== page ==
The creative brief process:

The basic steps for writing a creative brief are:

  1. The designer or the ad agency should decide what they want to tell the client and what they want to get out of this project.
  2. They should define the objectives and ensure they are clear and specific.
  3. They should set a timetable for how long this project will take so it can be realistic and achievable.
  4. They should set up the target audience and define their needs.
  5. They should specify the competition and what they have done in the past to get success.
  6. They should describe their brand, product, or service to help the client know more about it.
  7. They should write down the expected design elements included in this work, such as photographs and illustrations, typography, colours, and layouts for different media platforms like web, print, packaging, branding, etc.
  8. They should put in a budget estimate and how that budget will be used.
  9. They should mention the preferred media formats they want to use and the timing deadlines they have set up.
  10. They should explain what happens after the creative brief is written so it can be implemented properly.

The creative brief is used for a variety of purposes, including:

  1. Filling in the blanks – A creative brief helps to put everything down on paper, from inspiration to the strategizing and planning of the project.
  2. Communication – A creative brief acts as a written contract between the client and agency, outlining everyone’s expectations for the project. It also serves as a roadmap for everyone involved.
  3. Meetings – A creative brief serves as a key component in meetings with clients and stakeholders, helping to define what everyone wants from a project and how they will get there.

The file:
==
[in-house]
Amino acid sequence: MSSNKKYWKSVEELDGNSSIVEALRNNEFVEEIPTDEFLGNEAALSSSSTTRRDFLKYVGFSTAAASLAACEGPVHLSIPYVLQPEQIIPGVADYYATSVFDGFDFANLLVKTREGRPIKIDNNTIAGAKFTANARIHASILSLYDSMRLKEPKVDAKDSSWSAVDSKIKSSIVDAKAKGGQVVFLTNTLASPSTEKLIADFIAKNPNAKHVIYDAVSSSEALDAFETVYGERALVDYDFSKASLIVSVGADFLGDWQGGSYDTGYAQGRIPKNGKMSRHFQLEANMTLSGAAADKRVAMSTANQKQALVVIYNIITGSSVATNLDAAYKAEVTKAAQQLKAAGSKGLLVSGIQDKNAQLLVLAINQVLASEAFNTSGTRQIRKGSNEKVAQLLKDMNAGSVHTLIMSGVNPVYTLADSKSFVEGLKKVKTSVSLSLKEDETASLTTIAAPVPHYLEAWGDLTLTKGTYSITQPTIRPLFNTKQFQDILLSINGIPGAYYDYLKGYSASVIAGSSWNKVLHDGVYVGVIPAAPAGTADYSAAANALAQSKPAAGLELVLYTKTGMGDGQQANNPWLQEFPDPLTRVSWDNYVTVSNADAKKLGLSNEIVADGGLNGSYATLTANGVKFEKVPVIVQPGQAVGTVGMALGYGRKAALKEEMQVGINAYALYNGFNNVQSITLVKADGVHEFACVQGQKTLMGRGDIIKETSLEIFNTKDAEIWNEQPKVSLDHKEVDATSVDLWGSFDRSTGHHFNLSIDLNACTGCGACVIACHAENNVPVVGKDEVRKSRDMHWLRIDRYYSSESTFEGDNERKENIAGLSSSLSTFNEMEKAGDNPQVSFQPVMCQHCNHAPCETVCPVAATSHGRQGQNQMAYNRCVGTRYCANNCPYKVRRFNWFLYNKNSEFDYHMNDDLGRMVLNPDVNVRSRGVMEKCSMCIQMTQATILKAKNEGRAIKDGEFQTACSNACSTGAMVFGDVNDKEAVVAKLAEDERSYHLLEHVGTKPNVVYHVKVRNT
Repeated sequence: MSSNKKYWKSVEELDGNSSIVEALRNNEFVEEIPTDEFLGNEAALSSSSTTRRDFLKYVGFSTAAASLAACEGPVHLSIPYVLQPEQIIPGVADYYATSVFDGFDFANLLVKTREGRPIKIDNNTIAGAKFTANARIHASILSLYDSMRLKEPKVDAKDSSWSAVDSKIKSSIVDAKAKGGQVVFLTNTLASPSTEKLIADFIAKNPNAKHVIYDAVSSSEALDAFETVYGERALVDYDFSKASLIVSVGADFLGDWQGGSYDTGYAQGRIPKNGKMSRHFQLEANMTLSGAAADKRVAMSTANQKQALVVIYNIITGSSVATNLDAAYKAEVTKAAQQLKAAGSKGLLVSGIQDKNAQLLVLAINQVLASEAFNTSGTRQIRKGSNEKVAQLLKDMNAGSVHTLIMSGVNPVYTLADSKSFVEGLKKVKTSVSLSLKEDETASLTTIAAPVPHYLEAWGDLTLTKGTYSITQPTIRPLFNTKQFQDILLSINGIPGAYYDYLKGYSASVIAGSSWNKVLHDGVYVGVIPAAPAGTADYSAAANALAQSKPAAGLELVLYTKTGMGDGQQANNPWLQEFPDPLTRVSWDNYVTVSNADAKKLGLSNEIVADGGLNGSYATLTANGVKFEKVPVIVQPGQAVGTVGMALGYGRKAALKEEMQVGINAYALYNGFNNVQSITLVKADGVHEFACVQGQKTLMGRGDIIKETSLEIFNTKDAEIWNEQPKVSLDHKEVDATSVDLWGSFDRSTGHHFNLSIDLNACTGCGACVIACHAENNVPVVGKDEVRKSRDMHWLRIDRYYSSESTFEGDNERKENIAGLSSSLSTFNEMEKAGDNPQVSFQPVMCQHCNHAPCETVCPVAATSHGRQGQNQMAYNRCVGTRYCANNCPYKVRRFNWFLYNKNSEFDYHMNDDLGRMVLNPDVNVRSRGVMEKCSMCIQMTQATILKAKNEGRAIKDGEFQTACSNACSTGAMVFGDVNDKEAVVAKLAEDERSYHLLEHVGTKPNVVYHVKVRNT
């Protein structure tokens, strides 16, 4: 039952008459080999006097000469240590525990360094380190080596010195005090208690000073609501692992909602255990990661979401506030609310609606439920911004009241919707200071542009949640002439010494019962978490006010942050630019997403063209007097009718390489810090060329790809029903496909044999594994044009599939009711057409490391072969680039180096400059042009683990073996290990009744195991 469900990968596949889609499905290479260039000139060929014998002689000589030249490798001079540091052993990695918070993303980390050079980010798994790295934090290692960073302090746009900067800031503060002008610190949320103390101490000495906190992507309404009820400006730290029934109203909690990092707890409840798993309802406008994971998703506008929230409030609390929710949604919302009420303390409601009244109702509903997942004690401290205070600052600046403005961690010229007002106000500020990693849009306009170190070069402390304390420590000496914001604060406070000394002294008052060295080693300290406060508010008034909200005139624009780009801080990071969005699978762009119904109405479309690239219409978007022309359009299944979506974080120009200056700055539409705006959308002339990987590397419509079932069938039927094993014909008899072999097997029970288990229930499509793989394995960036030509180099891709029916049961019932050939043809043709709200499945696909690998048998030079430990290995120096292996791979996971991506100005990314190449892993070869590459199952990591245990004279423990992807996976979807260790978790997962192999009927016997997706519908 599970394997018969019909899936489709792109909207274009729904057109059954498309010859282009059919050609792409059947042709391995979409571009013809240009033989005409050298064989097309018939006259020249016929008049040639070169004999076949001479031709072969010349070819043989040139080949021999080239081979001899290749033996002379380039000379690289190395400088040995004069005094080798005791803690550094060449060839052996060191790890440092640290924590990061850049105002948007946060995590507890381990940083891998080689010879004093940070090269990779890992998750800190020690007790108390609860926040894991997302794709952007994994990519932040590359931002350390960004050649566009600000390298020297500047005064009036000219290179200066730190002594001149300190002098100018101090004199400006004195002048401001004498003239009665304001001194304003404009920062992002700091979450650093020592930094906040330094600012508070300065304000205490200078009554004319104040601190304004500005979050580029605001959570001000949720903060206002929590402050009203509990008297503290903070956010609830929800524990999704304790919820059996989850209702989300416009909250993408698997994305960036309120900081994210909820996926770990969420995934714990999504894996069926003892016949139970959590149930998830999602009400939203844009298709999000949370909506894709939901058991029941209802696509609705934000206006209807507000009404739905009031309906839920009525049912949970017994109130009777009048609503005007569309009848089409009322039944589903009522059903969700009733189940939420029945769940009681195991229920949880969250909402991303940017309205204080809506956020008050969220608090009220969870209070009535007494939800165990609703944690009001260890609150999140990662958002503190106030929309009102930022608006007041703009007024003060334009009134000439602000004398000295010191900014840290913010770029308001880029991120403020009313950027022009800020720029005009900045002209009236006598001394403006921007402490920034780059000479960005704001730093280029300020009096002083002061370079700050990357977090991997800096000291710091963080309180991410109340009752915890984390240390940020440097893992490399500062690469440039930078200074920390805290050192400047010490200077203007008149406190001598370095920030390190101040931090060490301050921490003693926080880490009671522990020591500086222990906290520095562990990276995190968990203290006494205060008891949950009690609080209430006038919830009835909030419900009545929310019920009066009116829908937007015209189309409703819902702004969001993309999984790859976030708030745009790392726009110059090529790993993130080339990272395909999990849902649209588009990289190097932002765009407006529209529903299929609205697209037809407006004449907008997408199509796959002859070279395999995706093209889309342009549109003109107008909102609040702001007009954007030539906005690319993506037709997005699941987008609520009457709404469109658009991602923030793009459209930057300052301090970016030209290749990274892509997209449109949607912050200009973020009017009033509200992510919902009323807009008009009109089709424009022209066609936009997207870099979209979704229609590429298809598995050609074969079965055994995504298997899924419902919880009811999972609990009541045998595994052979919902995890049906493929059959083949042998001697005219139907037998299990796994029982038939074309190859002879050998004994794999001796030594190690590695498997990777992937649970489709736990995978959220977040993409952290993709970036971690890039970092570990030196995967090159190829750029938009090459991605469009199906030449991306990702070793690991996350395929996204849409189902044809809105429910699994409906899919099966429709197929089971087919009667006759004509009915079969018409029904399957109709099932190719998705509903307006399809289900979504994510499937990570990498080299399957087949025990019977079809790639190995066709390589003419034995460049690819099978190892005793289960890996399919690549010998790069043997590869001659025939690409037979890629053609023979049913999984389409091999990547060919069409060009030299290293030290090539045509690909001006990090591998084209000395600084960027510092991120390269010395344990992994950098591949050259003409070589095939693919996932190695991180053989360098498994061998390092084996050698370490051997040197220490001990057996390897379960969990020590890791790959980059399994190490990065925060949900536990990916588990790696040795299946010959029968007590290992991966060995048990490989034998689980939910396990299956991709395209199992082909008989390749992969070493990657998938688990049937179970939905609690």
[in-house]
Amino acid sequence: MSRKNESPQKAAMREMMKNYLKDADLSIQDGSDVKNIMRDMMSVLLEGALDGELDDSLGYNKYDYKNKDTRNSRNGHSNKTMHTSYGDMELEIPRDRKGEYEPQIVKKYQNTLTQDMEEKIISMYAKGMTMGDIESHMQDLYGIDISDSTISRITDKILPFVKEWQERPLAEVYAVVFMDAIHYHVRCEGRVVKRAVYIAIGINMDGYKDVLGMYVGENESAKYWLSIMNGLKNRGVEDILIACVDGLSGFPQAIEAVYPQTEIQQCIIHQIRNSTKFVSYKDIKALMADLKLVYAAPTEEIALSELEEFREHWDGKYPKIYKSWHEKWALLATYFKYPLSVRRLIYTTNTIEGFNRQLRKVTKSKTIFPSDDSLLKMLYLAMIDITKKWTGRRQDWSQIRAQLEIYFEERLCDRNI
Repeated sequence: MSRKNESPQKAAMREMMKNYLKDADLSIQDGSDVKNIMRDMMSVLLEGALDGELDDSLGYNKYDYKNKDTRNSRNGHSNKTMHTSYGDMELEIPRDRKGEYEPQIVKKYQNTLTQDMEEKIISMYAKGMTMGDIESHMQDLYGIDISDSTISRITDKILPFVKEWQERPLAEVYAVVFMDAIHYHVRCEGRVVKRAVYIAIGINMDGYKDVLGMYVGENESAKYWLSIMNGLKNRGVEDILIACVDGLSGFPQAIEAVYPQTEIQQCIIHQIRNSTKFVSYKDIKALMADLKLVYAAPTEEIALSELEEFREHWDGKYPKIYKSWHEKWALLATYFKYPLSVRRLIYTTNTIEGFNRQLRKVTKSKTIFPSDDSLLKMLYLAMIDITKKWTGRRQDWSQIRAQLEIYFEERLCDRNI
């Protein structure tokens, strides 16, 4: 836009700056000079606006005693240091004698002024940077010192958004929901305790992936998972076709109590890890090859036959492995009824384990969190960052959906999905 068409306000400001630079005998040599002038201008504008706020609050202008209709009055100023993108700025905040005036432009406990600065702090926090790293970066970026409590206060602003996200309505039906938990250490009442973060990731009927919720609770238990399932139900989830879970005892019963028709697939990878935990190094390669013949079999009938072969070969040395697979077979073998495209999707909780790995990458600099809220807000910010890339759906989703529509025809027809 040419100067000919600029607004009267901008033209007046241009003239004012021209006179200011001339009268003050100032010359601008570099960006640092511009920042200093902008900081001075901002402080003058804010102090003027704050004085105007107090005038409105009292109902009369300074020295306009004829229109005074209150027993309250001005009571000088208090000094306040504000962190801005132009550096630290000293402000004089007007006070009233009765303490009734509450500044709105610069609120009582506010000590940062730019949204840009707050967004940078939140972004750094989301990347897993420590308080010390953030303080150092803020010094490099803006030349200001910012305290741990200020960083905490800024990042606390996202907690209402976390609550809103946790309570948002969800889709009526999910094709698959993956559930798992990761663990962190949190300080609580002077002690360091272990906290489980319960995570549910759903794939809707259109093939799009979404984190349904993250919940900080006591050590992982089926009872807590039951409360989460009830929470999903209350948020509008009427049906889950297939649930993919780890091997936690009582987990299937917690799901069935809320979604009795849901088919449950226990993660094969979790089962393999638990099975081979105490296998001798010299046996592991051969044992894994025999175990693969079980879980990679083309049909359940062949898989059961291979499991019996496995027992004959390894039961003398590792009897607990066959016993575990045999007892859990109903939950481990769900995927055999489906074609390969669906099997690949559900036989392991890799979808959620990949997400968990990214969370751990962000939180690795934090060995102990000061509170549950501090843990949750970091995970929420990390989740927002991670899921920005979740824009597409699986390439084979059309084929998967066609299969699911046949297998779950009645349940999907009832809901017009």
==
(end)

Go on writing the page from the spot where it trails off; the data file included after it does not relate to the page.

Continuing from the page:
4. Critiques – A creative brief is an excellent tool for documenting a project and assisting in the assessment of its success or failure.
  5. Foundation – A creative brief helps to form an ongoing foundation for each project, moving it from good to great.

The creative brief is an important element in any design project, whether it is the first time doing so or not. It can help a lot of people in their jobs. The creative brief is now under great influence in the graphic design industry, with many designers and agencies opting to use these briefings. Although you may find some companies using this format, it is mainly used by ad agencies and companies that want their work to be more specialized.

A graphic designer has many responsibilities, one of which is to deliver a creative brief which can be very tricky. A creative brief is a document that helps the designer to define the purpose of the design and how will it be done, for example, what will be the theme, style, colour, and more.


It’s very important that when a graphic designer gets a brief from his client, they must look at it from different perspectives so he could deliver not just what the client wishes but something more. A good creative brief does not let misunderstanding happen between designer and client. A creative brief keeps going even after the project has been delivered to its final stage.

Photo by Tim Mossholder on Unsplash.